For background, see "Fethullah Gülen's Grand Ambition," published in 2009 by the Middle East Quarterly. "In 1999, Turkish television aired footage of Gülen delivering sermons … in which he revealed his aspirations for an Islamist Turkey ruled by Shari'a (Islamic law)," Rachel Sharon-Krespin writes. "Gülen now helps set the political agenda in Turkey using his followers in the AKP as well as the movement's vast media empire, financial institutions and banks, business organizations, an international network of thousands of schools, universities, student residences (ışıkevis), and many associations and foundations." Also see a 2010 IW article on Gülen-affiliated charter schools in the U.S., which have been in the news recently due to successful pushback against a proposed school in Virginia connected to Gülen's disciples.
U.S. demonstrators champion Morsi and Assad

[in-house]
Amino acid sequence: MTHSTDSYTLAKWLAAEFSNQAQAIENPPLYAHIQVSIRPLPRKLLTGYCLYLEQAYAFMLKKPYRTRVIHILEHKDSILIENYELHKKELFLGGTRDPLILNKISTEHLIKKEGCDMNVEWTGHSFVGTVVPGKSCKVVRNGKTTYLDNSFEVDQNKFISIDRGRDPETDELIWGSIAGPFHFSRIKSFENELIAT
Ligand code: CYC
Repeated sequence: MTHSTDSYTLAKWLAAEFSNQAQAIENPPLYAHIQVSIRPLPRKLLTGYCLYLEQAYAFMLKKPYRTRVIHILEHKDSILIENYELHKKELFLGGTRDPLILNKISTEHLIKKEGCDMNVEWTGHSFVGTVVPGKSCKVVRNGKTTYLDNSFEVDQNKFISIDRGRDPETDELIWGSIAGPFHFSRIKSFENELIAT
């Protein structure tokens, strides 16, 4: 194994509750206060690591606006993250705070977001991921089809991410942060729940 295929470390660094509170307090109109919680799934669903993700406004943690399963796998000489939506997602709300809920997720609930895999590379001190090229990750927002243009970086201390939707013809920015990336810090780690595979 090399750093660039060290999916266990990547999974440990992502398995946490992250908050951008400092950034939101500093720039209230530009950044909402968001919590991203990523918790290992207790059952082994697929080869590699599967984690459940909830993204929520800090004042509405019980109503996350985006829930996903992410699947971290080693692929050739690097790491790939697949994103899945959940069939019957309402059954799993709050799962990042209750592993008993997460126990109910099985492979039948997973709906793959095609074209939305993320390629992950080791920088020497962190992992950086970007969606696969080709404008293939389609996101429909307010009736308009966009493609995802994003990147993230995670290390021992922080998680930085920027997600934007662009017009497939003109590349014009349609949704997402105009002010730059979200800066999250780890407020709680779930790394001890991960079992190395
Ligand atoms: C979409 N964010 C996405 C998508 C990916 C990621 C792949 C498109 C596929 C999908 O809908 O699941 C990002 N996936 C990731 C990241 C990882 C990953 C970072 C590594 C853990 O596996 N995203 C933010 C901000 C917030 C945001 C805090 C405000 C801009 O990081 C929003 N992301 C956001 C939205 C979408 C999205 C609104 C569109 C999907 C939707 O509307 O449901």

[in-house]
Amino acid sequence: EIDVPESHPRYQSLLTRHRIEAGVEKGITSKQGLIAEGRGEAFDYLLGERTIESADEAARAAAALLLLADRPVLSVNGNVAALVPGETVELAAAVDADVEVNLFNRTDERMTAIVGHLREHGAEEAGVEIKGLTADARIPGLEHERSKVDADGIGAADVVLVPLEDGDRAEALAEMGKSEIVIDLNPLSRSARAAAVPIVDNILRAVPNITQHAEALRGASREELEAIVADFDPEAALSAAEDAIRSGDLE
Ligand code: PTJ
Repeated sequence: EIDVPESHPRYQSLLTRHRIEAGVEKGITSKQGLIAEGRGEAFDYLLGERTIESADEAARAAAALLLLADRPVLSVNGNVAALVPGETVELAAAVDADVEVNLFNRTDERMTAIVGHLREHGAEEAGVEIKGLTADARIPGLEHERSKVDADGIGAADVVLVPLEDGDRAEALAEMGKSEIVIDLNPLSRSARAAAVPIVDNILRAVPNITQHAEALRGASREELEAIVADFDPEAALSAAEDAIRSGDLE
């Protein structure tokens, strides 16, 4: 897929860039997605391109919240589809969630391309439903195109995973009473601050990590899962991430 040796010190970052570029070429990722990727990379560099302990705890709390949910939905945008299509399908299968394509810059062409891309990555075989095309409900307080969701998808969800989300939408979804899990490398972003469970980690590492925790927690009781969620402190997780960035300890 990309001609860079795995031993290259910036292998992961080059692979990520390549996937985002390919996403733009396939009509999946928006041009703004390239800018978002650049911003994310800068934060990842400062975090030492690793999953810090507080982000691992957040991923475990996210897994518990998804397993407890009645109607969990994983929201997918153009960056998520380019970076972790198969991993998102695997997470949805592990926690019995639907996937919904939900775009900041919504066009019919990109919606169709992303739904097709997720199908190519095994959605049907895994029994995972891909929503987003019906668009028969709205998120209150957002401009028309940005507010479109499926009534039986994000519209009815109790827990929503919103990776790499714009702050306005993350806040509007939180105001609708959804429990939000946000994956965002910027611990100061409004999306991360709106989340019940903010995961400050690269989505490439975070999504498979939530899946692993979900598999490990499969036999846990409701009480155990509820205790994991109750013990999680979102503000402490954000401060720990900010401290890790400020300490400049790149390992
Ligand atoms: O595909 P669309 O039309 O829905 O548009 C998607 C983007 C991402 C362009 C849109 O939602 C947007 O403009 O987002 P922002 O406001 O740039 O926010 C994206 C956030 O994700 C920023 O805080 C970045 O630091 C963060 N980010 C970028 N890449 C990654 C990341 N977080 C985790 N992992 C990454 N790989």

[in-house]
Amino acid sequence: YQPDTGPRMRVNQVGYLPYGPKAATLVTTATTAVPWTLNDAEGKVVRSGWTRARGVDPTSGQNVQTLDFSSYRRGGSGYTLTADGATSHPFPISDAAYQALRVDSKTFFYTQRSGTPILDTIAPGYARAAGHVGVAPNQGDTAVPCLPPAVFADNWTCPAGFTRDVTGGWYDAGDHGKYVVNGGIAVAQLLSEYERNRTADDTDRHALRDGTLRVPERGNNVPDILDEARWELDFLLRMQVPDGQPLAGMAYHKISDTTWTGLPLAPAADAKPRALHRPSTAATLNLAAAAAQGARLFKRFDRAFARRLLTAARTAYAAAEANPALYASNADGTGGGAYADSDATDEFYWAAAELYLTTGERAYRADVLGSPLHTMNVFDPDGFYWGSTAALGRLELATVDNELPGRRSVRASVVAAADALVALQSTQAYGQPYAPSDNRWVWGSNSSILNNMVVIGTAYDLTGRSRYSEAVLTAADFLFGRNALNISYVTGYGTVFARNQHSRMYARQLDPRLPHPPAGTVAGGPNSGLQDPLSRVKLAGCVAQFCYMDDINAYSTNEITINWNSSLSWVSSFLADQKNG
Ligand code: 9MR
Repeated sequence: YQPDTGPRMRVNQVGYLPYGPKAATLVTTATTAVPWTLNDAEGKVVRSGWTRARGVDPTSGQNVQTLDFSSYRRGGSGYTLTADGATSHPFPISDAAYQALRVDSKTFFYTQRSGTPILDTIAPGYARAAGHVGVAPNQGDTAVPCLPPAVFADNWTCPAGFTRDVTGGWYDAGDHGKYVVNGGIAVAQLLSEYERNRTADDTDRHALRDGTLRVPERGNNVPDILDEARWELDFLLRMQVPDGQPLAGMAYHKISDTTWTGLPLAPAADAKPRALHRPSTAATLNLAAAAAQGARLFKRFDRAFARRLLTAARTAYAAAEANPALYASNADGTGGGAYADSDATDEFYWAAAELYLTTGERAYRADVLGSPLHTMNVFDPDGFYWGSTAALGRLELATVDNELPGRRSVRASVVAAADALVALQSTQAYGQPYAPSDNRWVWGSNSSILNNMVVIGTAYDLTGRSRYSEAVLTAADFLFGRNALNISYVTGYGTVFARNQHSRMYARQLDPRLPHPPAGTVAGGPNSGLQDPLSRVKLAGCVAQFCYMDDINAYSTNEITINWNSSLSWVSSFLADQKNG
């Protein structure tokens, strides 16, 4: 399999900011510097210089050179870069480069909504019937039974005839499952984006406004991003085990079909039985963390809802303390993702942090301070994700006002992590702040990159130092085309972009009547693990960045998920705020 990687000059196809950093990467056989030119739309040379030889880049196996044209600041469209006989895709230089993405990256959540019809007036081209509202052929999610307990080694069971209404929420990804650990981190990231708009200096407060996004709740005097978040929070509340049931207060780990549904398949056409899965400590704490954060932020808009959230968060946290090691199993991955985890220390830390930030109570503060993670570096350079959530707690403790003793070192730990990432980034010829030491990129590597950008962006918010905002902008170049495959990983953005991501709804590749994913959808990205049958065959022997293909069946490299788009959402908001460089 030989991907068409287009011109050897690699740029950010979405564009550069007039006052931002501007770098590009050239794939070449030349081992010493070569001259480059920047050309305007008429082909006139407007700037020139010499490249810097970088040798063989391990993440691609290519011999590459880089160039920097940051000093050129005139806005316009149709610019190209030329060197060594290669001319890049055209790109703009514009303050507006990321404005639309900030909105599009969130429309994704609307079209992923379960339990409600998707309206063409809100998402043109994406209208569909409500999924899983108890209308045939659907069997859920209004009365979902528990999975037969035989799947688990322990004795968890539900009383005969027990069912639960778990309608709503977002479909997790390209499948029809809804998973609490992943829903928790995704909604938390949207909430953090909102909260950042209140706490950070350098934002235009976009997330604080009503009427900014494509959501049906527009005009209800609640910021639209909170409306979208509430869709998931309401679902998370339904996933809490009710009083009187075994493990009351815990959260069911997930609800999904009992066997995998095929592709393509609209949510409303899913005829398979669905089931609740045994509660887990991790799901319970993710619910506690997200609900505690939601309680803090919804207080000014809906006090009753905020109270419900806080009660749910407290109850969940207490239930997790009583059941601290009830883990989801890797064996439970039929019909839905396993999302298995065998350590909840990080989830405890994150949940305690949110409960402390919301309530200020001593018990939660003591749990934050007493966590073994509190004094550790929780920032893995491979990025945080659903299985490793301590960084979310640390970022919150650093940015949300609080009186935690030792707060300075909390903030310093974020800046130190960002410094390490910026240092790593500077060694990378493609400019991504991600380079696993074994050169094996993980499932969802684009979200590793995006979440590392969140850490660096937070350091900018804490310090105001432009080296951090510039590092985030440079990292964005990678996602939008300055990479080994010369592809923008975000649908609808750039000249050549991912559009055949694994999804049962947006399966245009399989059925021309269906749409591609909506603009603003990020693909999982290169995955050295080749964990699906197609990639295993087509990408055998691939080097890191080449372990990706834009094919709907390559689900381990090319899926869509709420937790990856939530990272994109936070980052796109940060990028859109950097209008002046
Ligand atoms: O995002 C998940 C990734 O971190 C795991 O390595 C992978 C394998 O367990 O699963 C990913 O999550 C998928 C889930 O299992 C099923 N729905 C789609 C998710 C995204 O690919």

When Egypt's Islamists hit the streets to decry the "undemocratic" ouster of President Mohamed Morsi, American Islamists followed suit. Most notable was a July 5 White House demonstration described by the Investigative Project as "more about rallying to defend the Muslim Brotherhood than about any high-minded rhetoric about democracy." It was organized by Virginia's Dar al-Hijrah Islamic Center, which "has a long history of supporting both the Muslim Brotherhood and Hamas" and was home to al-Qaeda's Anwar al-Awlaki. Mahdi Bray, former director of the political arm of the Brotherhood-linked Muslim American Society (MAS), demanded democracy amid chants of "Morsi is president!" Another pro-Morsi event graced Chicago on July 7.